I imagined this new simpler model of econ because I realized the need for hedging on scales as varied from streaming bits in computers to global strategy. I imagined a kind of math that does general computing, a set of bit variables which are held to have half 0s and half 1s, but it can be any combination of those variables. This turned out to be a view of soliton waves as horizontally (permutations) and another way vertically (time), and lots of math I discovered related to it. More to the point of economics, to hold your amounts of buys and sells, as measured in real value at the time, to be equal (half 0s and half 1s) is the definition of hedging. There are theories that soliton waves flow through economies. That happens because every part of a soliton wave hedges on the others moving in opposite directions.
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October 28th, 2013, 09:09 PM   #2
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Re: How to gamble half on both sides of a coin and still win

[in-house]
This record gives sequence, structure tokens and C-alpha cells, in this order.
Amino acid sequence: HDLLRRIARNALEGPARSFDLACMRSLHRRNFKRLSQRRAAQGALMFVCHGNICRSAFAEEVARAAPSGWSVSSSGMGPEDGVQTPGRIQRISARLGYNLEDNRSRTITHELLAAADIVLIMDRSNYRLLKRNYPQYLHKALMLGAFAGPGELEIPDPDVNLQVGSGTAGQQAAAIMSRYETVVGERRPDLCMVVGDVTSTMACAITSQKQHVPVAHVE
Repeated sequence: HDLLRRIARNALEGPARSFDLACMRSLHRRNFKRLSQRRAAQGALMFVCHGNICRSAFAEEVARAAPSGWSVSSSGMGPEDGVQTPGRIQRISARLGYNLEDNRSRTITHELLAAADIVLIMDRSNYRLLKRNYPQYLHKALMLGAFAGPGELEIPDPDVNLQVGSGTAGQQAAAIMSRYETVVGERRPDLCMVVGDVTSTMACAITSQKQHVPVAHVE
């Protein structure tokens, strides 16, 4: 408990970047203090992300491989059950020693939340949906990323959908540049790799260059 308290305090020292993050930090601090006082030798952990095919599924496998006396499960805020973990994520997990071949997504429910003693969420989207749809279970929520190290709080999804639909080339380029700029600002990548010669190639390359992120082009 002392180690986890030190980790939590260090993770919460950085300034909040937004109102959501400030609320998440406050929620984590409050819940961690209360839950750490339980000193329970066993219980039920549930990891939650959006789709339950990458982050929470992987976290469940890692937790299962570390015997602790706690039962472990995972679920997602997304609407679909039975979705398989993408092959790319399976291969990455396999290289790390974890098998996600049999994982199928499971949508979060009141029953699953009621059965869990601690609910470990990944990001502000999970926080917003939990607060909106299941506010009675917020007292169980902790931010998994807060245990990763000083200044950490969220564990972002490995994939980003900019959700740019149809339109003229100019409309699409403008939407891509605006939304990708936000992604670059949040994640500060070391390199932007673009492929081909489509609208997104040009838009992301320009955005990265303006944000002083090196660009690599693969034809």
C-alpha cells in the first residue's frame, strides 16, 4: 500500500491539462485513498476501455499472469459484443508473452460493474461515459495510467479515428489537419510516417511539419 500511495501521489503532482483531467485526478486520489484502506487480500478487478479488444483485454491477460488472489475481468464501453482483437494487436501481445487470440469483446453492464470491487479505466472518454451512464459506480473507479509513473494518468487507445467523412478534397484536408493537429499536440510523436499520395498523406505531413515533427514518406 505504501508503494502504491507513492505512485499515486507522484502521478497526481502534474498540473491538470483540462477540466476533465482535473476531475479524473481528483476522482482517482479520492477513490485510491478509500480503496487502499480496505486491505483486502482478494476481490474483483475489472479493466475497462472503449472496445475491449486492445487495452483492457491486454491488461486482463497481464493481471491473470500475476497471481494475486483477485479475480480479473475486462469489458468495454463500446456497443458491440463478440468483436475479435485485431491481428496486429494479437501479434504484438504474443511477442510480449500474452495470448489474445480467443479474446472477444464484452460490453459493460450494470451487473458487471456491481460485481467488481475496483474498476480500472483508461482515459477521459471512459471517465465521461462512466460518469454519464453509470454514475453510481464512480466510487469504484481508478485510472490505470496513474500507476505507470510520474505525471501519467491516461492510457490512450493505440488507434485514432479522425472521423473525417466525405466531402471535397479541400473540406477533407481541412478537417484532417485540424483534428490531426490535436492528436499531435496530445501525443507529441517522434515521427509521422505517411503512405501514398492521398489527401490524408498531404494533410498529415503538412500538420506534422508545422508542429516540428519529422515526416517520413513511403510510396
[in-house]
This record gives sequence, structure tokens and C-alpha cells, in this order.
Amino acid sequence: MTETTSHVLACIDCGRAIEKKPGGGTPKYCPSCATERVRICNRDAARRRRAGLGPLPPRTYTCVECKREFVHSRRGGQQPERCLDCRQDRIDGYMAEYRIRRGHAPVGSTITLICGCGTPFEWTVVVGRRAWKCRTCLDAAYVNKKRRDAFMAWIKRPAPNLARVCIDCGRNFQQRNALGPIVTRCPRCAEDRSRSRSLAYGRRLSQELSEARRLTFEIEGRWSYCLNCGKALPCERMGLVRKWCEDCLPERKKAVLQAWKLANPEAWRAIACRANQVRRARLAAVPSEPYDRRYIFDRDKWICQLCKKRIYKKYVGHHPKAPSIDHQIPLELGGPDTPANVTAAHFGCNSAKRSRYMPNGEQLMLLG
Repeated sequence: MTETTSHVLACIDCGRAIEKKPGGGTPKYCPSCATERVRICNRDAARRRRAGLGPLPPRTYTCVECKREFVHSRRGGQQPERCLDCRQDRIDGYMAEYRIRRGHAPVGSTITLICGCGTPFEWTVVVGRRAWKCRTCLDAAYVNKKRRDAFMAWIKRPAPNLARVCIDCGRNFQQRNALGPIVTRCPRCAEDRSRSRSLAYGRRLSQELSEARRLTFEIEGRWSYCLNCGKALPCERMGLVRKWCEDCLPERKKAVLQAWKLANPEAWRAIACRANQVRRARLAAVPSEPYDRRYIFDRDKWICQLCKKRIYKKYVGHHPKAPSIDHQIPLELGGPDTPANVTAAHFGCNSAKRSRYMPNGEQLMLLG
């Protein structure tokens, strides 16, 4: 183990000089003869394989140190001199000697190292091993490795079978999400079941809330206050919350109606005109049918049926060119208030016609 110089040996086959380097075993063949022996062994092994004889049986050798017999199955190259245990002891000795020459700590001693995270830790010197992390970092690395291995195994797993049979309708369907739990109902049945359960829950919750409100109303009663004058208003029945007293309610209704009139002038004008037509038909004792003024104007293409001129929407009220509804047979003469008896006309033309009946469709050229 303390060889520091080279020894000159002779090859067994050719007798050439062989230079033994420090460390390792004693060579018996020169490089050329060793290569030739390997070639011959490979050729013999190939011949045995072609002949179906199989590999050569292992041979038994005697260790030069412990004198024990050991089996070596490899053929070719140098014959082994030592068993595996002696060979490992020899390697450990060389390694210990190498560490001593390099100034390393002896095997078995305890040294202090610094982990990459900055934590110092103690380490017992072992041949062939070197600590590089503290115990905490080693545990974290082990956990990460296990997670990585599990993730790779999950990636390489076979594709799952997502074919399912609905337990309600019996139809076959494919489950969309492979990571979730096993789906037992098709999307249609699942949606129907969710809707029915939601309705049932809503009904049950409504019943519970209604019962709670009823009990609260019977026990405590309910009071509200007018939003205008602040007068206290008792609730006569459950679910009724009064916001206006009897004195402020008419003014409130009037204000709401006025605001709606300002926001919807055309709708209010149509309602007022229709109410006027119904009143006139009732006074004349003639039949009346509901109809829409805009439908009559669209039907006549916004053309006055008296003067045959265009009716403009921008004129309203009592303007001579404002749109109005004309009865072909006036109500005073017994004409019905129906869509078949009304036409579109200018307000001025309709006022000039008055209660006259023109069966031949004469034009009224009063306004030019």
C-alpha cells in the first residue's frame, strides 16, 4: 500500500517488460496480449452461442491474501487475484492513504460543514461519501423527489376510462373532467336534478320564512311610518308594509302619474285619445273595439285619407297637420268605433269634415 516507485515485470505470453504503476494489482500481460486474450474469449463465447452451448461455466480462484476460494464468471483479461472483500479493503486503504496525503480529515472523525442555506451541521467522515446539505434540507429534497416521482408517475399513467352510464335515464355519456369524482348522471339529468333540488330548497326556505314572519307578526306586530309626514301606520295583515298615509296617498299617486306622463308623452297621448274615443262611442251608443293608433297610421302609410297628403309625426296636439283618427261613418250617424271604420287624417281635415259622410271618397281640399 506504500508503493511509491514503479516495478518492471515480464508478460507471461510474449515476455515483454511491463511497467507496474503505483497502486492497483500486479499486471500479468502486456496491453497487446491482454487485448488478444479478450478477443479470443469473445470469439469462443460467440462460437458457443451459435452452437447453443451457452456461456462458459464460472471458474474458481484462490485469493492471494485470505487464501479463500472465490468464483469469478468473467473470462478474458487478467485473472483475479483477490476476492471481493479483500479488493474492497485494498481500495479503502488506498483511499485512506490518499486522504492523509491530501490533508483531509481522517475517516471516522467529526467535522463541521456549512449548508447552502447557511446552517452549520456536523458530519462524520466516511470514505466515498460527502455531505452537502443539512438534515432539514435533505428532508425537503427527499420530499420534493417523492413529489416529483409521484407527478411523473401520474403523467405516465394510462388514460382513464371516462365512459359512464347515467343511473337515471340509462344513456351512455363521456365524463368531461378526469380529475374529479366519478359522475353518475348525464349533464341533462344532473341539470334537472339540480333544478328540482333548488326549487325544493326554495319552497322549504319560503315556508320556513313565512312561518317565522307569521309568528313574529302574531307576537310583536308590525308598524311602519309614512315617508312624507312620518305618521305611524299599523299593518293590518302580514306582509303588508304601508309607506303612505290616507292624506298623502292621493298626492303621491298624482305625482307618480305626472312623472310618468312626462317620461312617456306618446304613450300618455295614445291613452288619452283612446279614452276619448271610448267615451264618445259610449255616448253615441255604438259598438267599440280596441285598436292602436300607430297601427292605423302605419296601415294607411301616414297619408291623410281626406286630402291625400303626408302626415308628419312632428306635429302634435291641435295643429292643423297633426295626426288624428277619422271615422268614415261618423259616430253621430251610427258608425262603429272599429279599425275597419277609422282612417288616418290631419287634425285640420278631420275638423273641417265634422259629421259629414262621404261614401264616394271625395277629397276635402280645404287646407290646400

I don't think that works.

Suppose your stock is presently valued at $1 per share and you own a thousand shares. If clinical trials go well, your stock will jump to $2 per share; if badly, $0.50 per share. Either way you plan to cash out afterward, paying $0 in the bad case (total take-home: $500) and $150 in the good case in tax (take-home: $1850). You can short your stock by buying 1000 put options for $333; if the stock slides you get $1000 less tax ($25, so take-home is $642), otherwise take-home is $1517.

So you mitigated risk, but dropped your expected take-home from $950 to $933 because of increased tax exposure. Now maybe there are good ways to reduce taxes in this kind of scenario, but it seems that the better approach all around is just sell the stock in the first place, netting $1000. (In these examples I taxed only the capital gains over the original $1000 value; you can redo calculations if you want to assume a different capital structure.)

In the absence of taxation and other Modigliani-Miller costs you'd be no better off shorting your own stock, aside from reducing risk. That is, even without taxes this doesn't make you money, and with taxes it makes you poorer.